One day the chief of our village spoke to my husband about International Medical Corps’ activities. My husband attended a meeting, and then surprisingly invited me to come along for the second. During this meeting, the facilitator explained the need to engage men in conversation to prevent violence against women. My husband registered for the 16-week discussion session. Within two weeks, my husband began coming home earlier – at first, I thought he was sick. A few weeks later, my husband was bathing our children – I thought he was going to look for a new wife. Then, my husband explained that he is learning positive behaviors in the discussion sessions and trying to change. I was still not convinced.

International Medical Corps’ discussion facilitator explained what my husband was learning and my husband began sharing the subjects discussed each week. Three months after the program began, my husband asked for forgiveness for his bad behavior, promising to be a better husband and father. Then, he showed me his payroll. I was so surprised, I cried. Since that day, our family lives in peace. I am even providing a source of income to my family by selling shoes. I thank International Medical Corps for this miracle in my life and in my household. I recommend this approach be spread everywhere to help other women to regain joy like I did.”

With continued support from GlobalGiving and other generous donors, International Medical Corps is creating lasting change and having a long-term impact, particularly for women in the community, by harnessing positive dialogue and action around women’s rights in the family and society. Many women in the Congo are now participating in decision making; community members are gathering to prevent sexual and gender-based violence; children are reporting sexual harassment and abuse; policemen are refusing bribes; and local radios are broadcasting topics related to such violence.

Preventing sexual and gender-based violence
Preventing sexual and gender-based violence
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Deep-rooted change within individuals and communities is needed to address the needs of women and their families and International Medical Corps is initiating that change in the Democratic Republic of the Congo (DRC). The following story told by a husband and father is just one example of our success.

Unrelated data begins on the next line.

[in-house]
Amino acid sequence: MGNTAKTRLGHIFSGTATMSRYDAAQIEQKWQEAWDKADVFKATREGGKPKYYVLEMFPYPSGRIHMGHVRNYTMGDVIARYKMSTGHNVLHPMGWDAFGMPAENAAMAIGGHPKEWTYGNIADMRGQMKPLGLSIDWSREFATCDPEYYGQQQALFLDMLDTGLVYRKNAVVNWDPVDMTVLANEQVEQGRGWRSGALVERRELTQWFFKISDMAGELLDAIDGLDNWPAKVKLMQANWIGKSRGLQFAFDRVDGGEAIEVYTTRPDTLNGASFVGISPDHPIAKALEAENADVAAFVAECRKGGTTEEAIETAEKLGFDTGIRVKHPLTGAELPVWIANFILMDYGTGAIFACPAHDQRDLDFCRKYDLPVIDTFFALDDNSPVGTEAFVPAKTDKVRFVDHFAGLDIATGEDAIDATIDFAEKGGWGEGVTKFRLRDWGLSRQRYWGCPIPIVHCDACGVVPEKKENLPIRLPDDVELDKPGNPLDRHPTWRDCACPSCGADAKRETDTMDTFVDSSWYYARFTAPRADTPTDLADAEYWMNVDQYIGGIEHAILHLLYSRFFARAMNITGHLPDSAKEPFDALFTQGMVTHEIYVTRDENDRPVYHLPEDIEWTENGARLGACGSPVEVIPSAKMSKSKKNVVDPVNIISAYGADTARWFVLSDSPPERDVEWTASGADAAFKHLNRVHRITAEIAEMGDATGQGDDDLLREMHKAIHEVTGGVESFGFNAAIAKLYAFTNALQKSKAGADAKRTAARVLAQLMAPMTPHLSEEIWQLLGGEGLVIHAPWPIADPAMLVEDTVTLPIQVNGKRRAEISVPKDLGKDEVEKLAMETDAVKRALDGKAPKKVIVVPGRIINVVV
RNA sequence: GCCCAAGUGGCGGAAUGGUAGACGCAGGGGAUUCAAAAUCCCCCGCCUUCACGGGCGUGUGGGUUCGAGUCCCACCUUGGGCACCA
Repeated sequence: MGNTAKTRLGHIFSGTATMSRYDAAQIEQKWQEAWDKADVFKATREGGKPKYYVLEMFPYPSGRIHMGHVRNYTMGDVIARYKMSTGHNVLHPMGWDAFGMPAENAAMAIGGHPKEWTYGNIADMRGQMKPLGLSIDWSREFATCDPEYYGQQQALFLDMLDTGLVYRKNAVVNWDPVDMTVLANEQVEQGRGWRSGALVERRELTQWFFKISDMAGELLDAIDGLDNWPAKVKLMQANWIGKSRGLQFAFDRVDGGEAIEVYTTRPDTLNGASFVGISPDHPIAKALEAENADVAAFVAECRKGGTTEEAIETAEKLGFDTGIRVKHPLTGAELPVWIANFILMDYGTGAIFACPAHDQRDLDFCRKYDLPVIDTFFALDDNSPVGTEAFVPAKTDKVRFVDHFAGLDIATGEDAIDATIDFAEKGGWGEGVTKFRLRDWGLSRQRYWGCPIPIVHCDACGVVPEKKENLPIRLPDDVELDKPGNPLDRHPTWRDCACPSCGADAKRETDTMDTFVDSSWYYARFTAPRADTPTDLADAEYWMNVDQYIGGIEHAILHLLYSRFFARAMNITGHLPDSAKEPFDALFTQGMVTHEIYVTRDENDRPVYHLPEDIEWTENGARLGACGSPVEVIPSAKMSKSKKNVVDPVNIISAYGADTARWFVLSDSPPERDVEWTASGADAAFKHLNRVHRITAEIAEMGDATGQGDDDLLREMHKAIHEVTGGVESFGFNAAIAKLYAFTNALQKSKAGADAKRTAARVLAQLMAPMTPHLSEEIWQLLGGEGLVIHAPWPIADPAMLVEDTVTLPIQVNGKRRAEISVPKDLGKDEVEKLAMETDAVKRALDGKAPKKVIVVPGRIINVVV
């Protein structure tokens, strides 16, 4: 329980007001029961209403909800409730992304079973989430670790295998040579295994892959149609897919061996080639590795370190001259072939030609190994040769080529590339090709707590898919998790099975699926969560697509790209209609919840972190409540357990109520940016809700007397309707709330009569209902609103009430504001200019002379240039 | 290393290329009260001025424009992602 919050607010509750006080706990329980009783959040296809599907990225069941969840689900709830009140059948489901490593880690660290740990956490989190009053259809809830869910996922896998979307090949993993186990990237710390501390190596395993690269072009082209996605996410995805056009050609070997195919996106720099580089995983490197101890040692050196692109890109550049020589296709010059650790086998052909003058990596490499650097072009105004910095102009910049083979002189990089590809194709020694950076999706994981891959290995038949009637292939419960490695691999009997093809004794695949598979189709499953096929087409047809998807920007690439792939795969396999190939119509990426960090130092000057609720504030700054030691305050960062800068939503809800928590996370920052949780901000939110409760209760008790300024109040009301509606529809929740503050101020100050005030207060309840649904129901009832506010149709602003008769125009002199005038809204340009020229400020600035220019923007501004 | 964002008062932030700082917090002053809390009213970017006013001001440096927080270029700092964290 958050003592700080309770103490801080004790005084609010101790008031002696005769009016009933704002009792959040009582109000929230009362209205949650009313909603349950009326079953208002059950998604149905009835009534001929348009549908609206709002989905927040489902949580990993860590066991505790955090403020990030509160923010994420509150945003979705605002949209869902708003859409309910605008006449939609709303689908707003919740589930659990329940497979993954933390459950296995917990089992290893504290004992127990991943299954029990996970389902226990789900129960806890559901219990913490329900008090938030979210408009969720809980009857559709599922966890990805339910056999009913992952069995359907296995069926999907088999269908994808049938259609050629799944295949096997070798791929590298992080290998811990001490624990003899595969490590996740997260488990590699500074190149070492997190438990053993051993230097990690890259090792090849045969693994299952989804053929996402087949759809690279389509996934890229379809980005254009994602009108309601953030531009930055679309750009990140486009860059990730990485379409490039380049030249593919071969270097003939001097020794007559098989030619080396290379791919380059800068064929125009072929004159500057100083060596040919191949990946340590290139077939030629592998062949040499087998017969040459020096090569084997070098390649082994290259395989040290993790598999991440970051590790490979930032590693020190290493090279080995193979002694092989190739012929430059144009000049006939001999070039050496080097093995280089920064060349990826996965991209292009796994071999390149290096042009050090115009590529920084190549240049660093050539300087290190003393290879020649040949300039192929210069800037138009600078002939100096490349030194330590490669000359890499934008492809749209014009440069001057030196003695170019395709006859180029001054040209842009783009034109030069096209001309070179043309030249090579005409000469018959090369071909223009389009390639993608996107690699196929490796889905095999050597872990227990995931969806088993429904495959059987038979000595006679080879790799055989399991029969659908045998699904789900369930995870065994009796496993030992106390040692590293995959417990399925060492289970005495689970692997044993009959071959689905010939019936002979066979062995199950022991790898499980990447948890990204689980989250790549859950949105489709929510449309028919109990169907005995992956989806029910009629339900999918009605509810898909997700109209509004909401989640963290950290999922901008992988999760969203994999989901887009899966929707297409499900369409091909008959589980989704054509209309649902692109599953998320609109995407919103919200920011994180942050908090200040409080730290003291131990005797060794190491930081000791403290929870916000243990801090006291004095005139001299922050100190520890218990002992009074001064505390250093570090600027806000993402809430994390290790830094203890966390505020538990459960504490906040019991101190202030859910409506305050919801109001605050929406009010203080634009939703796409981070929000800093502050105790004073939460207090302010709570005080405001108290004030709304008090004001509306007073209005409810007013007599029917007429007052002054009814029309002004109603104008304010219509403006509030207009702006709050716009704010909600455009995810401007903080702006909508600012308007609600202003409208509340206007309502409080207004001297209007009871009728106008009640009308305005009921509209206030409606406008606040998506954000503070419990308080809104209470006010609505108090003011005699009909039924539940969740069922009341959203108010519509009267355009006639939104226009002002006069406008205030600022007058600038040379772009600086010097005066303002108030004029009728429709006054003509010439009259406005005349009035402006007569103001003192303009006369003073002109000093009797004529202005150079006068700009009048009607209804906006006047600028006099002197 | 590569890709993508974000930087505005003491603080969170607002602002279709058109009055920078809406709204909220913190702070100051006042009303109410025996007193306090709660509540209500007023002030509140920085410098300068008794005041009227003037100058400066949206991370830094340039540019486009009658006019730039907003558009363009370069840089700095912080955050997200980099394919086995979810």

“My name is Rashidi. I was in charge of collecting taxes in the mining zones in Walikale. We used to make a lot of money which was often used up in buying alcohol and engaging in promiscuous behavior. I did not have the concept of saving. I lived for the day because I knew that I would get more money the next day. I never cared about my wife or my children.

“When the job at the mines ended, I was left with nothing. I heard people talk about men’s discussion groups and decided to join because I was curious to know what they were about. During the discussions about negative masculinity, I realized that I was my biggest enemy. I decided to stop drinking alcohol and concentrate on improving the status of my family. I started helping my wife on the farm and involving her in making decisions.

“In August 2014, I got a part-time job conducting an assessment for an NGO. I was paid $30 and for the first time in my life, I shared the money with my wife. She asked for $20 to start a business of selling fish and I gave her the money. Her business has grown and from the profits, we decided to buy two goats. I have been able to start my own business as well and together, we plan to buy a piece of land and build a house. In one year, we have been able to acquire property from a start of $20, something that I was unable to do when I illegally earned $3,000 per month from the mines.

“I thank International Medical Corps for having started this program and I would like them to reach more people with this work.”

With the generous support of GlobalGiving and other donors, International Medical Corps is able to initiate programs such as these and help people like Rashidi change his life in constructive ways. Not only does this work positively impact individuals and their families but it also leads to lasting change for entire communities.

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International Medical Corps

Location: Los Angeles, CA - USA
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Development Office
Los Angeles, CA United States